Numerous studies have shown links between eating disorders and perfectionism, and helping sufferers learn to cope with and manage their perfectionistic personality traits may be useful in helping to maintain recovery.
A recent article in the Boston Globe describes perfectionism as
"...a phobia of mistake-making," said Jeff Szymanski, executive director of the Obsessive Compulsive Foundation, which is based in Boston. "It is the feeling that 'If I make a mistake, it will be catastrophic.' "
Striving for perfection is fine, said Smith College psychology professor Randy Frost, a leading researcher on perfectionism. The issue is how you interpret your own inevitable mistakes and failings. Do they make you feel bad about yourself in a global sense? Does a missed shot in tennis make you slam your racket to the ground? Do you think anything less than 100 percent might as well be zero?
So how do you treat perfectionism? CBT is typically the gold standard, helping people recognize and change their ideas that everything must be perfect, the black and white thinking ("If I'm not perfect, I'm a failure"), among other things. The Globe article summarizes a basic perfectionism treatment program as follows:
- Get to know your perfectionism: become more aware of your perfectionistic patterns of thinking and behavior, and their effects on your life and those around you. What are your triggers?
- Challenge your thinking and question your beliefs: Is it really so important for every book on your shelf to be placed even with the one next to it? What would happen if they were uneven? Do you know anyone with uneven books? What are the costs and benefits of spending time making everything "just so"?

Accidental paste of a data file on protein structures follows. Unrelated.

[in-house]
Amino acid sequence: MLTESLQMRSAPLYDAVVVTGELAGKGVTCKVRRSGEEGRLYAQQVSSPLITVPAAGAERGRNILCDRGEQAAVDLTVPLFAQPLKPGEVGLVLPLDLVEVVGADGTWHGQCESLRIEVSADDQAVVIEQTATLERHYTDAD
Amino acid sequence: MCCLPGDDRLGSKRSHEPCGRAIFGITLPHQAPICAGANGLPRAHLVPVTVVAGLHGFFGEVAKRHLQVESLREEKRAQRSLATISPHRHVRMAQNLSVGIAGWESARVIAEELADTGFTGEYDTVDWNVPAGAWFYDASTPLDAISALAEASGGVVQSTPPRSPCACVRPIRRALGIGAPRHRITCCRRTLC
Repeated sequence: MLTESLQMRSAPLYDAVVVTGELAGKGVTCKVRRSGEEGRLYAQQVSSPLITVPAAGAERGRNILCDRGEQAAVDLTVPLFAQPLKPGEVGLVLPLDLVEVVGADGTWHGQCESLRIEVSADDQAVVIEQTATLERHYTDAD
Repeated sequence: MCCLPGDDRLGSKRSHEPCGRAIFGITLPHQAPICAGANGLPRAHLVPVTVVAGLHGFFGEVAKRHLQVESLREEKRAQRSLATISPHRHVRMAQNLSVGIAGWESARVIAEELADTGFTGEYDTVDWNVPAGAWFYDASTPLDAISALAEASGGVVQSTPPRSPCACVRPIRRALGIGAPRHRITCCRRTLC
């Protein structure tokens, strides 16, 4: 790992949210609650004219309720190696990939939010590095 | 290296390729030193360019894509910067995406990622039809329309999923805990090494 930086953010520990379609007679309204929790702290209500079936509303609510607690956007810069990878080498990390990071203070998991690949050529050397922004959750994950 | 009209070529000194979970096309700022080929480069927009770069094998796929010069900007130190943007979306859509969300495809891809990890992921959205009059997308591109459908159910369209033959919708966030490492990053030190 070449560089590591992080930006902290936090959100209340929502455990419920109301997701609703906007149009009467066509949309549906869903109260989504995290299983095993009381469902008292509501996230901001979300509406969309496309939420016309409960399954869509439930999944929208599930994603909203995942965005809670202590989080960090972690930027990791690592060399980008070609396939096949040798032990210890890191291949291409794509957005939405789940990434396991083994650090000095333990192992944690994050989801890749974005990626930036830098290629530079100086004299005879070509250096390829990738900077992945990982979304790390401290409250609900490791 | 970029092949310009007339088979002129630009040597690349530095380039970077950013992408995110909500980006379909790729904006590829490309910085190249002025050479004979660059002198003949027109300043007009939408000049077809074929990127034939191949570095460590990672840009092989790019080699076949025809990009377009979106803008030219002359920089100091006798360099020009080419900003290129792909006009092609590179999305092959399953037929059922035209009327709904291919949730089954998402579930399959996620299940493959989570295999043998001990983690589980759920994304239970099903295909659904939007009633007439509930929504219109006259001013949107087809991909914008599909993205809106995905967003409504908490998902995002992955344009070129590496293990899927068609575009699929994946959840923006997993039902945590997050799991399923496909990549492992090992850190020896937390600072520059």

- Change your behavior by exposing yourself to what you fear: Practice making mistakes, though not if they will lead to terrible consequences. Send a letter to a friend with typos in it. Burn dessert a bit at a party.
My first thought? Deliberately making a mistake? Are you joking? Obviously, I have issues.
I've always been a perfectionist, practicing my handwriting (in the days before you typed everything) in a little journal, organizing my bookshelves, and let's not even discuss school and grades and test scores. Most studies have found this is true for many sufferers of eating disorders, that perfectionism exists before the ED and persists long after recovery.*
That being said, perfectionism isn't all bad. Though it is distressing to me at times, it has also helped me in some areas. I got a writing gig once because mine was the only pitch letter without any typos. And good grades and test scores have been useful as well. The point is to try and figure out what types of perfectionistic thoughts and behaviors are causing you serious distress, and which provide a more positive role in your life. Two key attributes of perfectionism have been linked to higher levels of distress:
One, he said, is "concealment," the need to hide mistakes and imperfections. The other is "contingent self-worth," the feeling that "in order to be a worthwhile person, I have to perform in such and such a manner, I have to behave perfectly."
Have you been able to tame the more distressing aspects of perfectionism? How? Any suggestions?
(h/t Mind Hacks)
*This result was recently challenged by a paper stating that, in recovered women, perfectionism scores were no higher than in healthy controls. I'm not surprised that recovery helps reduce levels of perfectionism, and maybe a part of recovery is learning to manage your perfectionism.